Origins and Contents of TAPA
The impetus for the APA in Taiwan came from the KMT's nonmainstream faction. In September 1989, Premier Hau Pei-tsun, a military general under President Lee, created a research panel under the Council of Economic Development to draft TAPA. (18) A grand justice of the Judicial Yuan chaired the panel with eight legal scholars as drafters. The panel considered APAs from the United States, Germany, and Australia, as well as Japan's draft at the time (1993 Administrative Procedure Law) and Korea's draft at the time (1994 APA). The legislative debate and the actual passage of the APA spanned ten years.
One reason for the delay was that, following Premier Hau's departure in February 1993, subsequent premiers were not as active in pushing the bill. For example, Hau's successor, Lien Chan, was a member of Lee's faction rather than of the rival faction. During this delay, two legislators from the Democratic Progressive Party (DPP) (1993) and KMT (1994) introduced alternative drafts of an APA. Interestingly, the opposition DPP legislator introduced the panel's version. They sent both drafts to committee (jointly reviewed by Organic Statutes, Interior, and Judicial Committees). In April 1995, the Executive Yuan introduced its draft and sent it to committee. Over the next year and a half, the committee held five hearings, one of which was public.
Legislators from the New Party (NP)--composed of rightist former KMT members who defected in 1993--and KMT legislators with clean--that is, uncorrupt--reputations chaired all hearings. Shortly thereafter, the KMT legislator who introduced the alternative APA draft invited a legislator from the NP to promote TAPA. After reviewing the various versions, the NP legislator drafted her version and introduced it with another legislator from her party in December 1996. Of the thirty-one sponsors or cosigners, ten were NP, eleven were DPP, eight were KMT, and two were independents. Overall, this list is notable primarily for the absence of the local faction members and representatives of big business typically associated with corruption and money politics. The NP legislator commented:
After I proposed my version, the Executive Yuan tried everything they could to stop the passage of such a law. The Executive Yuan ... of course, understandably opposed the passage of replacing administrative orders or regulations with formal law. I can understand their situation but I totally disagree. What I mean is that if I was a bureaucrat, I would want as much discretion as possible and not be constrained by procedures mandated by law. (19)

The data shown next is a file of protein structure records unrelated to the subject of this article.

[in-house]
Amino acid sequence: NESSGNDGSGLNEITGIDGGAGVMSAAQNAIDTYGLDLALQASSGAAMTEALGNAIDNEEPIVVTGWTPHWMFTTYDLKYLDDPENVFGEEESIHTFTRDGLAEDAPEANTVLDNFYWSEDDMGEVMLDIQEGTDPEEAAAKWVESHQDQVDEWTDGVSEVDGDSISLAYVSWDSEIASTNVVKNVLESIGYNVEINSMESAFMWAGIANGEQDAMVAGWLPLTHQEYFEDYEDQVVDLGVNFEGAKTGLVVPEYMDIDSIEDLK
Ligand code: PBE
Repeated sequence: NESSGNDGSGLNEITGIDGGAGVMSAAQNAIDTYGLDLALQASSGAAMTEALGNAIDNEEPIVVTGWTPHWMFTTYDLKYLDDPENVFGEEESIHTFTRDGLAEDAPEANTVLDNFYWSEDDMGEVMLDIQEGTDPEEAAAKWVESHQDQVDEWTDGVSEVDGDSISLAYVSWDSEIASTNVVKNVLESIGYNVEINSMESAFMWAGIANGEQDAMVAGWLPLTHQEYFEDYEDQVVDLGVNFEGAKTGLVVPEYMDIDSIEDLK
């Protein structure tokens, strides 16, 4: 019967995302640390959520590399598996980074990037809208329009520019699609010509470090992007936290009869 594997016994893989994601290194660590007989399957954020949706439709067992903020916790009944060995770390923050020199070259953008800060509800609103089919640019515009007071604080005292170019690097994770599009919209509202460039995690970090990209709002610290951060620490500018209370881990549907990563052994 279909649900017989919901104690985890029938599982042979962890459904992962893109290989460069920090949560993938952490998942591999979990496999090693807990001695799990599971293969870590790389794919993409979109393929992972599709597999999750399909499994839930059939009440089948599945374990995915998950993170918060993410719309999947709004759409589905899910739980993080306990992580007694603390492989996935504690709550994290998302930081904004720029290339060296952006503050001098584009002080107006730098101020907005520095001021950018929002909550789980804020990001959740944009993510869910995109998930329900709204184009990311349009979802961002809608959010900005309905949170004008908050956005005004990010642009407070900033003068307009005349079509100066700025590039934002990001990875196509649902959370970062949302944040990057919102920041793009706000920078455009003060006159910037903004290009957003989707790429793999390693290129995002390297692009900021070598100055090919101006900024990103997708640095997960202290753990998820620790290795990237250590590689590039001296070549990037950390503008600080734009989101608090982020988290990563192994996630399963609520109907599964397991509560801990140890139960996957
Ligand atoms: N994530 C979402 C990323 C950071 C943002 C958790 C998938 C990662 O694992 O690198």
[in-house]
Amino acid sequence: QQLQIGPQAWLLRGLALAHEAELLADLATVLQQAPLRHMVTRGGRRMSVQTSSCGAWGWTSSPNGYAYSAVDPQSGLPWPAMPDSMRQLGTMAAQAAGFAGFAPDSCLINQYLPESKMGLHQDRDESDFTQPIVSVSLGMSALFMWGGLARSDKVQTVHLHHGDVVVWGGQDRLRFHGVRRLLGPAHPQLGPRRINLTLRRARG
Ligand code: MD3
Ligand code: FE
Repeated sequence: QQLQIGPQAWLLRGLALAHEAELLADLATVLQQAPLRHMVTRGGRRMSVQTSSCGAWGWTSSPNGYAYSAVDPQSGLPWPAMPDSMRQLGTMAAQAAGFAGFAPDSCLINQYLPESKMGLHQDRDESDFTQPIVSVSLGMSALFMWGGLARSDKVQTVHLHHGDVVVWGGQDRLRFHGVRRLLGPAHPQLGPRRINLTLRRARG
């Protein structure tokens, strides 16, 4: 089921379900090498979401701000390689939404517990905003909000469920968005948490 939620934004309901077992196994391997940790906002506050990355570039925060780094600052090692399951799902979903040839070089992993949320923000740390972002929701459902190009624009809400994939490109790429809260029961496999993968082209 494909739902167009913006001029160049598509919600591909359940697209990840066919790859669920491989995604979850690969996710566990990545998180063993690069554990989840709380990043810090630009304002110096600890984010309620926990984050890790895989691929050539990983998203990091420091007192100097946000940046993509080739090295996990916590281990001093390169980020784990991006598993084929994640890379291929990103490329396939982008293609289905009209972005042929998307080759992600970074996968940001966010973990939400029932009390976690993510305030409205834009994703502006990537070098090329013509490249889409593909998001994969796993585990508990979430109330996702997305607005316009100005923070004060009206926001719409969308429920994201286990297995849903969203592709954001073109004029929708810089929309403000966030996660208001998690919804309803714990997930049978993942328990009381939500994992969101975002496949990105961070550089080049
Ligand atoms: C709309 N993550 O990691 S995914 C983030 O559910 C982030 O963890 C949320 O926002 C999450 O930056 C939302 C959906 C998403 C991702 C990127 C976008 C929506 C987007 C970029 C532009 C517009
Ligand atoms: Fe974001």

After the NP introduced its draft bill, the reformers held five committee hearings, again all chaired by NP, DPP, and KMT legislators with clean reputations. In May 1998, the committee passed the bill after nine committee hearings and one public hearing. By comparison, a typical bill in Taiwan passes after only one or two committee hearings.
According to several interview subjects, the Executive Yuan's opposition to the substance of TAPA afforded the legislature more opportunities to manipulate the legislative process. For example, the NP legislators were able to invite many scholars to participate in the process, thereby increasing the act's legitimacy and broadening support for a more comprehensive TAPA. Prior to the final resolution, legislators conducted a closed session, involving interparty negotiations. On January 14, 1999, the floor considered the bill and passed the second and third readings without any vote or opposition.
The basic provisions include a public notice and comment process of all regulations, public access to agencies' information, notification of all public hearings, and judicial review of administrative actions. These provisions are designed to increase the degree of public information, participation, and accountability of agency decisions. Bureaucrats interested in continuing corrupt practices were the clear losers.
TAPA's Requirements and Their Effects
Table 1 provides a list of TAPA's key administrative procedural requirements to be used by all executive branch agencies for promulgating regulations across all policy areas. In addition, I describe the political impact(s) of each change in the policy process.
TAPA includes extensive technical detail. For instance, the notice and comment and judicial review provisions are the most central requirements of Taiwan's administrative law and are quite detailed. A notice and comment process requires agencies to notify the public and allows them to comment before publishing regulations. Upon receipt of public comments, agencies must respond to every comment. Theoretically, this can take years. So, whereas prior to an APA agencies wrote regulations without having to jump through a series of procedural hoops, today a final regulation can take years to promulgate. In the case of judicial review, the public can go to court to try and convince a judge to reverse a regulation they oppose. Again, this process can take years to resolve. It is also worth noting that, unlike the U.S. APA, the judicial review provision is included in the 1998 Administrative Litigation Act (ALA). The ALA authorizes a separate administrative court to review agency actions.